• Discard any unused portion of the reconstituted Infliximab solution remaining in the vial(s).
    • Gently invert the bag to mix the solution. The resulting infusion concentration should range between 0.4 mg/mL (minimum recommended concentration) and 4 mg/mL (maximum recommended concentration) of infliximab.
  4. The Infliximab infusion should begin within 3 hours of reconstitution and dilution. The infusion must be administered intravenously for at least 2 hours with an infusion set with an in-line, sterile, non-pyrogenic, low-protein-binding filter (pore size of 1.2 µm or less).
  5. Given that the vials do not contain antibacterial preservatives, discard any unused portion of the infusion solution (do not store for reuse).

No physical biochemical compatibility studies have been conducted to evaluate the co-administration of Infliximab with other agents. Infliximab should not be infused concomitantly in the same intravenous line with other agents.

For volumes greater than 250 mL, either use a larger infusion bag (e.g. 500 mL) or multiple 250 mL infusion bags to ensure that the concentration of the infusion solution does not exceed 4 mg/mL.


For injection: 100 mg of infliximab as a white lyophilized powder in a single-dose vial for reconstitution and dilution.


The use of Infliximab at doses >5 mg/kg is contraindicated in patients with moderate or severe heart failure [see Warnings and Precautions (5.5) and Adverse Reactions (6.1)].

Infliximab is contraindicated in patients with a previous severe hypersensitivity reaction to infliximab or any of the inactive ingredients of Infliximab or any murine proteins [severe hypersensitivity reactions have included anaphylaxis, hypotension, and serum sickness] [see Warnings and Precautions (5.7) and Adverse Reactions (6.1)].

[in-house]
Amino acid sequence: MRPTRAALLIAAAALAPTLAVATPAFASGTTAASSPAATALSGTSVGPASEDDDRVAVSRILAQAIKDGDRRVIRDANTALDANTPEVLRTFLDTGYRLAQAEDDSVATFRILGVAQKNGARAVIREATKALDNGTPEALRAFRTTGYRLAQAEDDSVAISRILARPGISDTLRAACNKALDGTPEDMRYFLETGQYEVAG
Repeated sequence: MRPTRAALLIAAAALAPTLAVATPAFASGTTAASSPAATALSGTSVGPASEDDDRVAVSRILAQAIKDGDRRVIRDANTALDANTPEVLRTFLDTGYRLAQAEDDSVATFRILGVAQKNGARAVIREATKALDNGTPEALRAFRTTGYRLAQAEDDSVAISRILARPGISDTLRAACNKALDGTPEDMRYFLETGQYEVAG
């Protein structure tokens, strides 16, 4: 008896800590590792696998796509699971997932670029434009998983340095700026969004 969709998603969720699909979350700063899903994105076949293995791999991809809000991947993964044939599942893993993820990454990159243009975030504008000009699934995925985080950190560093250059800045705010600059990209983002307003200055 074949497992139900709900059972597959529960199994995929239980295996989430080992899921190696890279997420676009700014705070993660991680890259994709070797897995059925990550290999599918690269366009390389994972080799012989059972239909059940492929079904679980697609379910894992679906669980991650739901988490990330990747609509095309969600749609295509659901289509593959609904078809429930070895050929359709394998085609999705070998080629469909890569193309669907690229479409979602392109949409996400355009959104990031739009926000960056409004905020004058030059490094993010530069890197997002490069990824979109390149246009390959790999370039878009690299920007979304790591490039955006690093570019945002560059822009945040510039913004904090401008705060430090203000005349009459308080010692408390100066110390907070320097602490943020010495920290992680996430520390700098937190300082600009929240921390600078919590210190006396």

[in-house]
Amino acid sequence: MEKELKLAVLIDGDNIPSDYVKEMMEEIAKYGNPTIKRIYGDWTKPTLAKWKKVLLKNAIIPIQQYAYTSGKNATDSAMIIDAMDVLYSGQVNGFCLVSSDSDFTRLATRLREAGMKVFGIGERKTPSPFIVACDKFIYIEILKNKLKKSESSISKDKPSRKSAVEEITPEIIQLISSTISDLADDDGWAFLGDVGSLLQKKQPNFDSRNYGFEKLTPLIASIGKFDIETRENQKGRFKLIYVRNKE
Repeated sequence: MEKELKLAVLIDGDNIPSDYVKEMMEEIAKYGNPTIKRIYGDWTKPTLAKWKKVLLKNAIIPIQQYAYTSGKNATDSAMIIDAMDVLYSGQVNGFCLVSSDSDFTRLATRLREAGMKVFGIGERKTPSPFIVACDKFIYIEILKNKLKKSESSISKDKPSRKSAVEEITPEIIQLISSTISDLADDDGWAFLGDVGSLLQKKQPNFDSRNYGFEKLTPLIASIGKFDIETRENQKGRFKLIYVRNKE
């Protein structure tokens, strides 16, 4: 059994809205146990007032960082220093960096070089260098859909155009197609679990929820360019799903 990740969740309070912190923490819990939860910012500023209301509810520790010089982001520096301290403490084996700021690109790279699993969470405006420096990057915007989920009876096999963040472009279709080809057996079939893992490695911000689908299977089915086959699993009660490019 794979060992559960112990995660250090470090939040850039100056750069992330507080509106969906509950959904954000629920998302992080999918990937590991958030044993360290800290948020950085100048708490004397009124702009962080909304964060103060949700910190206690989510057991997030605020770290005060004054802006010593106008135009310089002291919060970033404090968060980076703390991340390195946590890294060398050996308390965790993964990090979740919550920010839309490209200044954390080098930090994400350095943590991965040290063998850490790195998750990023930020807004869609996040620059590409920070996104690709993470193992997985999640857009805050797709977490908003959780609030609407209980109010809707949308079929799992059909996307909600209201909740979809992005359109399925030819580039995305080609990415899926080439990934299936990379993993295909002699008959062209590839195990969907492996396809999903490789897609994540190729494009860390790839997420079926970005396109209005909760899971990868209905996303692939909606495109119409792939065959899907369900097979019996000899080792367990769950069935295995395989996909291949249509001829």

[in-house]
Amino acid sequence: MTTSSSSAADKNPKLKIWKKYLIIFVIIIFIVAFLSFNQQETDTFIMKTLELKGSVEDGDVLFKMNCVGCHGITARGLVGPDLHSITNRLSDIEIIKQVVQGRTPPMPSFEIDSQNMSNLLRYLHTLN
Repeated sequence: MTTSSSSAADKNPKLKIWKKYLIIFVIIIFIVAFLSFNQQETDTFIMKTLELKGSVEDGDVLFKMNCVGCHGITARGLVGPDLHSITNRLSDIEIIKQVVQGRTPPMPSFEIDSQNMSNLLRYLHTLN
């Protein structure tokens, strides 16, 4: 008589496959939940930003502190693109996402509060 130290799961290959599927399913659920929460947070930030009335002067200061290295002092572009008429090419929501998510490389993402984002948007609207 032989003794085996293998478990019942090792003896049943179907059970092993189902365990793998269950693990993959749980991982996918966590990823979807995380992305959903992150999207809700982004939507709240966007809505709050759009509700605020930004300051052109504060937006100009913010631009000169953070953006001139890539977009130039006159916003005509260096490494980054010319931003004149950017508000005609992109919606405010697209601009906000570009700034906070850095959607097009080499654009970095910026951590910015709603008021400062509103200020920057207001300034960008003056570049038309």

5.1 Serious Infections

Patients treated with Infliximab are at increased risk for developing serious infections involving various organ systems and sites that may lead to hospitalization or death.

Opportunistic infections due to bacterial, mycobacterial, invasive fungal, viral, or parasitic organisms including aspergillosis, blastomycosis, candidiasis, coccidioidomycosis, cryptococcosis, histoplasmosis, legionellosis, listeriosis, pneumocystosis, salmonellosis and tuberculosis have been reported with TNF blockers. Patients have frequently presented with disseminated rather than localized disease.

Treatment with Infliximab should not be initiated in patients with an active infection, including clinically important localized infections. Patients greater than 65 years of age, patients with co-morbid conditions and/or patients taking concomitant immunosuppressants such as corticosteroids or methotrexate may be at greater risk of infection. The risks and benefits of treatment should be considered prior to initiating therapy in patients:

  • with chronic or recurrent infection;
  • who have been exposed to tuberculosis;
  • with a history of an opportunistic infection;
  • who have resided or traveled in areas of endemic tuberculosis or endemic mycoses, such as histoplasmosis, coccidioidomycosis, or blastomycosis; or
  • with underlying conditions that may predispose them to infection.